Regardless of if you are new to traveling with a disability or if you consider yourself an authentic globetrotter, knowing what to do when you have a wheelchair in tow is essential. The good news is, today, travel – of any type – is more accessible than ever before. If you are planning a trip and want to ensure you have a stress-free experience, use the tips and information here.
Determine Your Personal Requirements
One of the first things you should understand is that there is no shame in needing help because you are disabled. Take some time to think about what you need and make sure you are honest with yourself. Figure out what you can and can’t do, and then think of ways you can be accommodated while you are traveling.
If necessary, rent medical equipment, travel with a care assistant, take along your power wheelchair – if there is something that will improve your experience, it’s worth it. If you are planning a long trip, such as a western Caribbean cruise or an international flight, being overprepared is best. When you overprepare you will have confidence that whatever happens, it won’t deter your travels.
Research the Accessibility of Your Destination
Today, you can find more accessible travel information online than ever before. Regardless of where you are going or what you want to do, don’t be afraid to dream big. You don’t have to settle for a boring or mediocre trip just because you are in a wheelchair. Accessibility options around the globe are increasing and now you have the opportunity to touch the Pyramids in Egypt, zip-line in Las Vegas, and even tour the Forbidden City of Beijing. These are experiences that were limited for those wit disabilities just a decade ago – so take advantage of where you can go and what you can do.
Know Your Legal Rights
If you have disabilities, you still have civil rights. These have been given to you to protect you from any type of unfair treatment in society. Regardless of if you are dealing with a taxi, transportation provider, attraction, restaurant, airline, or hotel, you have rights to equal access within the U.S. These same equal access rights are given in other countries, as well.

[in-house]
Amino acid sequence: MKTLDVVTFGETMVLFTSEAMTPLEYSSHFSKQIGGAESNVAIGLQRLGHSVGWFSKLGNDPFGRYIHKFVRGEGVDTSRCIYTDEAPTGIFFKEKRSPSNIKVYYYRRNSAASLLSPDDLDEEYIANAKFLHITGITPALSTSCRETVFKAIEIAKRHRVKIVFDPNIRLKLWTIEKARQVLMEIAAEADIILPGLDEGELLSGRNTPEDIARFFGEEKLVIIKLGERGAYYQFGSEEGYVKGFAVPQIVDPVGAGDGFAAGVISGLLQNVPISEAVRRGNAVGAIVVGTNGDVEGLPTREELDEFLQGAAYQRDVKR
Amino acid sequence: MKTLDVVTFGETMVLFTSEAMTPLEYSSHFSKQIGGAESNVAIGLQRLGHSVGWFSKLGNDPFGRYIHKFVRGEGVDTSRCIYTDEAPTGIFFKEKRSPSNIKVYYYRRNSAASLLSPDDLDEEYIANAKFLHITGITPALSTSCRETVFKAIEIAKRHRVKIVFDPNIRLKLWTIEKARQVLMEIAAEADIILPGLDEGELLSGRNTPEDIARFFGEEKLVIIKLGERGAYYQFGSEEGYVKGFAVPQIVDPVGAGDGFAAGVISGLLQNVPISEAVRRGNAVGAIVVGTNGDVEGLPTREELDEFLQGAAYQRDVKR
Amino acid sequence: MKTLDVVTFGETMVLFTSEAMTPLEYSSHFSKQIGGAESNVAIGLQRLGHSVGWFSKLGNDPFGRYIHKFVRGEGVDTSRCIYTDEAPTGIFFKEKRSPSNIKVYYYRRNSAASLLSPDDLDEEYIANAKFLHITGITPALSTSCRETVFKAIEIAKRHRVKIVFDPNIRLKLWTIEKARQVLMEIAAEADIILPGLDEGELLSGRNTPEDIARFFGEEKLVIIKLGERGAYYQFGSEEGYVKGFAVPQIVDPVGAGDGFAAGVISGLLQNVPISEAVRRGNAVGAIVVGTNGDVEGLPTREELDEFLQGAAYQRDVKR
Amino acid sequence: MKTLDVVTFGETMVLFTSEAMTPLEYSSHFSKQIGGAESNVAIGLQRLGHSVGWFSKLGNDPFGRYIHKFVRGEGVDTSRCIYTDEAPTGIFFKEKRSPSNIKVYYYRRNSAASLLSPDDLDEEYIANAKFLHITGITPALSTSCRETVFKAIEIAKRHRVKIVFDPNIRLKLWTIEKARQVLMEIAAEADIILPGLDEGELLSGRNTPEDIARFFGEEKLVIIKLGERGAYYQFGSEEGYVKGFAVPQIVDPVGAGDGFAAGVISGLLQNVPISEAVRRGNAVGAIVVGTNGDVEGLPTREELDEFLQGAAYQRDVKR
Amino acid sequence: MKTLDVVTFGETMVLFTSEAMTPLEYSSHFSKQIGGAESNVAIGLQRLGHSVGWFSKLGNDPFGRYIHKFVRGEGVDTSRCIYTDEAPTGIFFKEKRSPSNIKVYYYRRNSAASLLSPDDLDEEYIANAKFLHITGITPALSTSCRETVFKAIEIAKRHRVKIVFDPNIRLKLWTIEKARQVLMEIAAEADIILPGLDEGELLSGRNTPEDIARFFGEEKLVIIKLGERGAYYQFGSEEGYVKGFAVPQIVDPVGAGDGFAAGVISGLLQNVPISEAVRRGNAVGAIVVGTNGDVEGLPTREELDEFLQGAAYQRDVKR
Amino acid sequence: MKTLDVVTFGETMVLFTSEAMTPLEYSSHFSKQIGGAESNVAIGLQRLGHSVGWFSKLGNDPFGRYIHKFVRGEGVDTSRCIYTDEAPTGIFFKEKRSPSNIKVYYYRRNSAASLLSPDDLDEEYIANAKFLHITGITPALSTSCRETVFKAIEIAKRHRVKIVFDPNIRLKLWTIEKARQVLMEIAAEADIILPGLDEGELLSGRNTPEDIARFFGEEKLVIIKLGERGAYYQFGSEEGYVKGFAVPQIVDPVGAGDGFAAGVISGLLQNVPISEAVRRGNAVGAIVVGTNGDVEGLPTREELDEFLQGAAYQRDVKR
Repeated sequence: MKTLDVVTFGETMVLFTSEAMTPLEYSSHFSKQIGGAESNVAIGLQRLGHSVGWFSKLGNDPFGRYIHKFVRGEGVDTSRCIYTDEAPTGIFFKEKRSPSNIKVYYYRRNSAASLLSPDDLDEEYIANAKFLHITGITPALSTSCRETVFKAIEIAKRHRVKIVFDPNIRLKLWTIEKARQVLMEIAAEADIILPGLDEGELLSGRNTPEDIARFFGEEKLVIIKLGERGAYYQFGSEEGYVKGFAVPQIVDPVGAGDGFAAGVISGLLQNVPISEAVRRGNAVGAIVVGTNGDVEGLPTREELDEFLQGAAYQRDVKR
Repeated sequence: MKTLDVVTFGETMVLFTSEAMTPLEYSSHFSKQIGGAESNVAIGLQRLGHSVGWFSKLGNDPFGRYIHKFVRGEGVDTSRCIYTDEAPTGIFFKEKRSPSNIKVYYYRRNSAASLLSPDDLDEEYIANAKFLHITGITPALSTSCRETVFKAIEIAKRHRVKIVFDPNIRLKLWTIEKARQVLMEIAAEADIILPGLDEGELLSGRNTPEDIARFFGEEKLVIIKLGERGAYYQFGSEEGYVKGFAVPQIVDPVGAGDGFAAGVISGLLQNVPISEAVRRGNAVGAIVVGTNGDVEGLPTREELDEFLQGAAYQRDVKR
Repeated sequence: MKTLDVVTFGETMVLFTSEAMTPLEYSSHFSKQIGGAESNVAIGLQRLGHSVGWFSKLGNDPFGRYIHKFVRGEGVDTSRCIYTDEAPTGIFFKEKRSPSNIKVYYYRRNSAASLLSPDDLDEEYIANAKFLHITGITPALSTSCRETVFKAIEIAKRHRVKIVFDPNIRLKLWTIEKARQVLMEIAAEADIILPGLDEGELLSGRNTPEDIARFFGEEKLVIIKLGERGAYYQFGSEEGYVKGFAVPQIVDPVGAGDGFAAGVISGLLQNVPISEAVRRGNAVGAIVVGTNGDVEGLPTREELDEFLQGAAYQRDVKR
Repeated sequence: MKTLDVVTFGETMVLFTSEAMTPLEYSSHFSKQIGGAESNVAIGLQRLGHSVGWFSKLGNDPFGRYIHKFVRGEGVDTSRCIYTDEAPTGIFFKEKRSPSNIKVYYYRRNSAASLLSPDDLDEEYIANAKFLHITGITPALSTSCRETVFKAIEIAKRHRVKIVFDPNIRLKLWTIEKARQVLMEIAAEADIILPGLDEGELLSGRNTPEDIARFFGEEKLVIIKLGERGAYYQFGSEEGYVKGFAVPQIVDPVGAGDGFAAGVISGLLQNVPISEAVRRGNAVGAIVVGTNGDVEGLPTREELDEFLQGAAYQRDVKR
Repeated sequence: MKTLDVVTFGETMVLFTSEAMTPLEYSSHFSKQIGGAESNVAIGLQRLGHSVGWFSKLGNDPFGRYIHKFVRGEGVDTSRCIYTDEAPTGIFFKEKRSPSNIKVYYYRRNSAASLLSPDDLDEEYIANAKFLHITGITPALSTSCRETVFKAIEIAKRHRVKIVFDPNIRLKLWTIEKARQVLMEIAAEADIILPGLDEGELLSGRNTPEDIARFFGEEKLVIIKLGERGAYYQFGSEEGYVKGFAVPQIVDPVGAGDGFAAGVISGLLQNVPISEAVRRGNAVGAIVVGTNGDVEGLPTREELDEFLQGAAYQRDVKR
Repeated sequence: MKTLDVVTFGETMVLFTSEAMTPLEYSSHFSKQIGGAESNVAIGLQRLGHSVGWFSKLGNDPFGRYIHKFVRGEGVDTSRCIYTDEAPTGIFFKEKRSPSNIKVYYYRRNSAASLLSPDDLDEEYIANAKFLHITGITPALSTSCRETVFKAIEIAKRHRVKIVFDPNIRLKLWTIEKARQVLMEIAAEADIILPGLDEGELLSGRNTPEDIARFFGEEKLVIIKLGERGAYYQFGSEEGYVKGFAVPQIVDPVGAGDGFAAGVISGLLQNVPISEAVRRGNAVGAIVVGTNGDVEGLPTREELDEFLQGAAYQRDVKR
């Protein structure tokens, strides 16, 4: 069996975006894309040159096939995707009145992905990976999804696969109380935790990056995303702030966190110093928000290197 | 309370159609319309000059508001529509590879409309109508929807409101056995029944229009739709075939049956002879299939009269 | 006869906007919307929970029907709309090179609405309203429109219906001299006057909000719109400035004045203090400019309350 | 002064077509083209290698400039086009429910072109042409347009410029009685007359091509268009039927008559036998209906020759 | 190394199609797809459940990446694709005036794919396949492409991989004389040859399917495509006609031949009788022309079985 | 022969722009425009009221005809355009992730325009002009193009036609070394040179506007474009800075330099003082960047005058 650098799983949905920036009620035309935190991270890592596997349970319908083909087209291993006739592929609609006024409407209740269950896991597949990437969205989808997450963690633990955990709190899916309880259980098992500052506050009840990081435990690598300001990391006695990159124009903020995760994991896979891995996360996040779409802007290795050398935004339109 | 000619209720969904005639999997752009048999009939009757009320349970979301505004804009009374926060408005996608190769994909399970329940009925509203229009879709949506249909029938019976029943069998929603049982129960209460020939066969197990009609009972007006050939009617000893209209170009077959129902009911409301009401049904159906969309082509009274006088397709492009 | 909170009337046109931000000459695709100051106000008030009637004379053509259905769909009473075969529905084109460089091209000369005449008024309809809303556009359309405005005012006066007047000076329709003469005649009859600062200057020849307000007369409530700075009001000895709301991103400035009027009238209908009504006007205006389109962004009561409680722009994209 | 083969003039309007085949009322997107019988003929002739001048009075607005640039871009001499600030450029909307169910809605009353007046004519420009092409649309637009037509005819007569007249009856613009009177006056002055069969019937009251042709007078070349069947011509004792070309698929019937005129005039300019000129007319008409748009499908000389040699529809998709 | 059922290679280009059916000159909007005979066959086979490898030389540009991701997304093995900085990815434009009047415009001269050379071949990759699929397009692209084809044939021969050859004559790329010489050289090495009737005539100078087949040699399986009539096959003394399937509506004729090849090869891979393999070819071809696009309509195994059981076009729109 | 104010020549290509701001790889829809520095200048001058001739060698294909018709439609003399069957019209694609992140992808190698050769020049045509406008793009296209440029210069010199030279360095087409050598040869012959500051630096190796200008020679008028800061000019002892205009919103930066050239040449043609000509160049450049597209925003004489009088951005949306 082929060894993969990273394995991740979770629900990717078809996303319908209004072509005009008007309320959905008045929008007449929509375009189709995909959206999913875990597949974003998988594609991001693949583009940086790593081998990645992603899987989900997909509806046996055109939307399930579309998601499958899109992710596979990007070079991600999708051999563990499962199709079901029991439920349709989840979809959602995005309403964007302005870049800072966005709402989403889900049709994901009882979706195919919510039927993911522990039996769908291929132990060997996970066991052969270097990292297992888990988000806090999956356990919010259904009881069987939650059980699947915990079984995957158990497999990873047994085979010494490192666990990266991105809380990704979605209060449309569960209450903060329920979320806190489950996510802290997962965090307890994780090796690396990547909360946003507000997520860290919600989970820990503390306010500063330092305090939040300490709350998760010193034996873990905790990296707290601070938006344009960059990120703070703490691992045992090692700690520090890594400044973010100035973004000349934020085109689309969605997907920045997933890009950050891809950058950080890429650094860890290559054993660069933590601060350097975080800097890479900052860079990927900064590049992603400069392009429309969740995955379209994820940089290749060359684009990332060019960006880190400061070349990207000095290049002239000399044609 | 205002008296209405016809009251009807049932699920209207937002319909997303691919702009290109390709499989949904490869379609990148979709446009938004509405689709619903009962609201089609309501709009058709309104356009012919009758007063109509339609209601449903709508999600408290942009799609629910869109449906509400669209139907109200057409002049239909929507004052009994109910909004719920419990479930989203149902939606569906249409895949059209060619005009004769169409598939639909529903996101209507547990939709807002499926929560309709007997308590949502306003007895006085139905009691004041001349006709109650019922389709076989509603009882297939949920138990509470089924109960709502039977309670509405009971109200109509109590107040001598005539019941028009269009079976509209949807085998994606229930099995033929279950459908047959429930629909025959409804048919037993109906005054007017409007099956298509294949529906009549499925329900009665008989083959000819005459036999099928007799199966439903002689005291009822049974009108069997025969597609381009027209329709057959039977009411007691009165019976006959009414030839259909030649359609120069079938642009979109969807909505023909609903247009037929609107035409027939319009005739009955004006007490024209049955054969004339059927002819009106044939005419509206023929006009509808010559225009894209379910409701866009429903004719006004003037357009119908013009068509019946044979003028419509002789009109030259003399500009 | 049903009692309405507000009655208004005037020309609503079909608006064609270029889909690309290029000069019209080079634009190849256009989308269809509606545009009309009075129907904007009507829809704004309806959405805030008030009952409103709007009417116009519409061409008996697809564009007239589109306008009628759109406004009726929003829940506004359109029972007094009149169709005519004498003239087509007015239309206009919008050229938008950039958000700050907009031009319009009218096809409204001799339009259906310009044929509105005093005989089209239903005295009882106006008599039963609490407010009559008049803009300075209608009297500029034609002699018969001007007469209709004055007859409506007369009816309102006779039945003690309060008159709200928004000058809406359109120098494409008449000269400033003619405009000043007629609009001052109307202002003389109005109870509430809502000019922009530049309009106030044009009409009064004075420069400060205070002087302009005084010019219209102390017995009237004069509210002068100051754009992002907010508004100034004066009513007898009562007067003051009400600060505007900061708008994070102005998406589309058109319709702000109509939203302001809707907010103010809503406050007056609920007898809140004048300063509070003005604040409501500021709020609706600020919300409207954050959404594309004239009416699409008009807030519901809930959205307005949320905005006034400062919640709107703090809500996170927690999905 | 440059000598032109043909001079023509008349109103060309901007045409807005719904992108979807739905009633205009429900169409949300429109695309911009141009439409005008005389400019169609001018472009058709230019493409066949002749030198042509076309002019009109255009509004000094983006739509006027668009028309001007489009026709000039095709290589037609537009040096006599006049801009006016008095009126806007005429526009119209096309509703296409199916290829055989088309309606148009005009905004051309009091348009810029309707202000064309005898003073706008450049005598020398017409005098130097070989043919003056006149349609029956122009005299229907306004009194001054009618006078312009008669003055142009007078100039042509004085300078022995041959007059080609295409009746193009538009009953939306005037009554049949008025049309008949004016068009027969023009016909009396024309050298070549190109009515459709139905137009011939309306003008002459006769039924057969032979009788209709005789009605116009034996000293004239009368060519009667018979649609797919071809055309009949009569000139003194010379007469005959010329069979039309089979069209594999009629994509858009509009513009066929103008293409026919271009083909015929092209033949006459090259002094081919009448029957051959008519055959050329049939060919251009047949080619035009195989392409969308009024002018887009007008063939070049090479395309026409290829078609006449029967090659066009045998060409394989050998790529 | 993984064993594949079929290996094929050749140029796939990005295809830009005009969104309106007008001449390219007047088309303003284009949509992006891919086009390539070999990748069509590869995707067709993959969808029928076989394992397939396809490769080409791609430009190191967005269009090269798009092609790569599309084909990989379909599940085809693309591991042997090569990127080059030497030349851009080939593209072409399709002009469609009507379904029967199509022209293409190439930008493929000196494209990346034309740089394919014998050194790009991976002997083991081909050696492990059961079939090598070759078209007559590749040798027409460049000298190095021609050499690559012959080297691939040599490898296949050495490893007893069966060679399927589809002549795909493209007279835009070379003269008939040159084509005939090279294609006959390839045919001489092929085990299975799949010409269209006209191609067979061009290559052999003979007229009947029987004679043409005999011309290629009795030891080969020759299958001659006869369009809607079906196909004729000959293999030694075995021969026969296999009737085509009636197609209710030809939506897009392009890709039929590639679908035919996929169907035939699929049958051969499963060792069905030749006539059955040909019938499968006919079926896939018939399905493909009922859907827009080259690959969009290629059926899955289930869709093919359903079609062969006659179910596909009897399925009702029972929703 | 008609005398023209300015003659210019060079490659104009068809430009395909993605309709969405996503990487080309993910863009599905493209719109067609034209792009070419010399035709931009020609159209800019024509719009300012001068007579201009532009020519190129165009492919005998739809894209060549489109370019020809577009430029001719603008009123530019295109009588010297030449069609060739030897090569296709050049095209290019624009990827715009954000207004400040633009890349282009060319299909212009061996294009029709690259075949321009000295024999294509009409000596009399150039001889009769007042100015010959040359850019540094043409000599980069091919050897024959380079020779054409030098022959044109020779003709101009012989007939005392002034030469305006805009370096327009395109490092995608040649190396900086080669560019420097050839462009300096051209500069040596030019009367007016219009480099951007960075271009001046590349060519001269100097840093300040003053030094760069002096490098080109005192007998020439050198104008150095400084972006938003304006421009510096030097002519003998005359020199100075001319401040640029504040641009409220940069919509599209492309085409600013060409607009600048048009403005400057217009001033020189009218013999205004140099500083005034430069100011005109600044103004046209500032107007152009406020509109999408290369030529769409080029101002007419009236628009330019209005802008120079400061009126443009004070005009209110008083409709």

Make sure you know what rights you have so you are able to protest in any situation where they are not being upheld. If you are traveling domestically, get to know the Air Carrier Access Act along with the Americans with Disabilities Act. You can even print out the relevant sections of all thee laws and take them along on your trip. If something goes wrong, make sure you stand up for yourself and your rights and be sure to report any violations to the Department of Justice.
Set Reasonable Expectations
Accessibility is hardly ever perfect. As you start researching your trip, you should begin to develop a set of expectations that are aligned with this fact. Remember, you may run into issues. When you begin setting your expectations for your travel plans, make sure you research the accessibility in the locations you are planning to visit. If you can’t find the information online, call the attraction or location By researching your destination and setting realistic and reasonable expectations, you can avoid being disappointed and make the most of the accessibility features that have been put in place.
As you can see, there are an array of expectations to keep in mind when it comes to accessibility. Today, there are more than a few factors to consider when traveling in a wheelchair, and while this is true, you will find that people and places are more accommodating than ever before. Knowing what to expect and how to prepare can ensure your trip is enjoyable and fun – regardless of where you are going or what you are doing. By knowing what to look for is the best way to plan for an amazing travel experience.